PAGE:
The Global Foundation for Ocean Exploration recently launched a new initiative to explore the ‘Large Lakes of the World’.
Much of the technology that GFOE is developing and utilizing for investigating the deep ocean can be adapted for use in large inland lakes. Yellowstone is just the first of many that we plan to visit. It is unique in that it lies within a caldera (large volcanic crater) and the bottom of the lake is littered with visually-stunning hydrothermal vents. Within and around these incredible natural features, discoveries abound in the fields of chemistry, microbiology, volcanology and geology.
Dave Lovalvo, GFOE’s President and Founder, has 30 years of experience working in Yellowstone Lake. In the 1980’s, he designed, built, and operated the first underwater robot that had ever been used to sample the thermal features at its bottom. Now a new generation of GFOE engineers have designed and built ‘Yogi’–a robot with modern instruments and sophisticated sampling and video capabilities. To serve as Yogi’s operational support platform, a modern research vessel called the ‘Annie’ was custom-designed and built as well.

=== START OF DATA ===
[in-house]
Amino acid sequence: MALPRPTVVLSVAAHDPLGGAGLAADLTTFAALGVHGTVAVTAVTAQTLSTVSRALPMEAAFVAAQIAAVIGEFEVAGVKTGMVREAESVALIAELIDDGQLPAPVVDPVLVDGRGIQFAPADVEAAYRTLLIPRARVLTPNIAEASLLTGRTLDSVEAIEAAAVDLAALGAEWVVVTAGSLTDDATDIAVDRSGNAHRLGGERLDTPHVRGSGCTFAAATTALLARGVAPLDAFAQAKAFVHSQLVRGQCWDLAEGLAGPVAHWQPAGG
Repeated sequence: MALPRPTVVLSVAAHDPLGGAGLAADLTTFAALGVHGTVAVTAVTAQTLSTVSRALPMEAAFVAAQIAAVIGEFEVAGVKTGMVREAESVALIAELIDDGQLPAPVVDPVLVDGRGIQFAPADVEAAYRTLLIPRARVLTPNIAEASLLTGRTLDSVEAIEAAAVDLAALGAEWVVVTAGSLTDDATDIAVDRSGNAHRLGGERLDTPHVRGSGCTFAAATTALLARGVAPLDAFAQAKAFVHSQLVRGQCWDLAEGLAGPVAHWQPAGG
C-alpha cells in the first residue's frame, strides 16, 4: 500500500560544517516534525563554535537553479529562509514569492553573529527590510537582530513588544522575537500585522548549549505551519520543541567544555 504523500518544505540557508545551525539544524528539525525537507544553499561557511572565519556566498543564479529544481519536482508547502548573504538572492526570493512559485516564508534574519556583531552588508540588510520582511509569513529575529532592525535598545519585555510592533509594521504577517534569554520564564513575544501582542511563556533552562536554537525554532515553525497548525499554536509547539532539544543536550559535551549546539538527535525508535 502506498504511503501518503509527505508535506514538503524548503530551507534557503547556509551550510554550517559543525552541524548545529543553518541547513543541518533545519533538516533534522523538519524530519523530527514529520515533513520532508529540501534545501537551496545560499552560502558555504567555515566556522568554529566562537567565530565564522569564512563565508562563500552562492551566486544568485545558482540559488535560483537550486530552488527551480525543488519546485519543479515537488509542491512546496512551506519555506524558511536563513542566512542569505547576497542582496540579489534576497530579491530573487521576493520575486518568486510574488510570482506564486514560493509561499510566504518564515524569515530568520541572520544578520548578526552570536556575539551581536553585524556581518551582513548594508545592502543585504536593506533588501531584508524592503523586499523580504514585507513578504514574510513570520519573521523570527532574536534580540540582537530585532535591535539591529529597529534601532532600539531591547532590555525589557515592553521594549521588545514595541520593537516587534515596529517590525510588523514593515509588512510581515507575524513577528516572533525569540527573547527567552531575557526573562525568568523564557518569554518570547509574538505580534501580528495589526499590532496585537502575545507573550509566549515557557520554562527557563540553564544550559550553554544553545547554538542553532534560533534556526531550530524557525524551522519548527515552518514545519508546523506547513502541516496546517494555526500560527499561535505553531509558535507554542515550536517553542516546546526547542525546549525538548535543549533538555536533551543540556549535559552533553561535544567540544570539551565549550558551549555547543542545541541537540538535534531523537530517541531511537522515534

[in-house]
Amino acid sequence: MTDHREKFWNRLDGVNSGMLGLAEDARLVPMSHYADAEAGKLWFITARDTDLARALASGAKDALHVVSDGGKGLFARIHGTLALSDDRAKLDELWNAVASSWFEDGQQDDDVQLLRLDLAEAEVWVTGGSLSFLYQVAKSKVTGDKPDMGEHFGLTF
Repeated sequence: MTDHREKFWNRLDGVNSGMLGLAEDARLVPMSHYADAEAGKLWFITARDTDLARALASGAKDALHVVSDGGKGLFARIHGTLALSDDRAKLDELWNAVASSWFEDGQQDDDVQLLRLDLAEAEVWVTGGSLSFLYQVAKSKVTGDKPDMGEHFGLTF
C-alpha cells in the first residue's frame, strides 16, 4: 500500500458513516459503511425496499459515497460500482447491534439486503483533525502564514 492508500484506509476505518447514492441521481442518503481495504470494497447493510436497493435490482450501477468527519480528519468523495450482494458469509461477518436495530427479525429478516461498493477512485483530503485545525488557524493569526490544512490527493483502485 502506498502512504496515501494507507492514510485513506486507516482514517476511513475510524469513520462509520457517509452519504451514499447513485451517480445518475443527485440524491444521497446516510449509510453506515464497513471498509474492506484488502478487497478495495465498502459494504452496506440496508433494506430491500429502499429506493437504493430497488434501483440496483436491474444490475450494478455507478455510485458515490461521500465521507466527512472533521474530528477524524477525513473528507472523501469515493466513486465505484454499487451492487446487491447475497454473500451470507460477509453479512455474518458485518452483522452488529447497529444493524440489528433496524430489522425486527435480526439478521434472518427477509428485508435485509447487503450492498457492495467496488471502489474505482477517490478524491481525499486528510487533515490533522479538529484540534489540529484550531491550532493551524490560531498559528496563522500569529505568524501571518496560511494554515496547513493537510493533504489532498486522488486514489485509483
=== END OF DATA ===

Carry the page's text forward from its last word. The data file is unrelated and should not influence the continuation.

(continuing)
In the summer of 2016, GFOE began surveying areas of the lakebed that lie within the caldera boundary. For the next two years we will continue to collect data on this environment using lake-bottom seismometers and geochemical sensors. ROV Yogi and R/V Annie have been made available to the scientific community for use in Yellowstone, and researchers and park resource managers now have access to what is among the most unique underwater environments in the world.
Our collaborators on this project include Yellowstone National Park, Woods Hole Oceanographic Institution, U.S. Geological Survey, Montana State University, University of Minnesota, Oregon State University, and NOAA’s Office of Ocean Exploration and Research. This project, as well as others that we hope will follow, will significantly contribute to our understanding of Yellowstone Lake.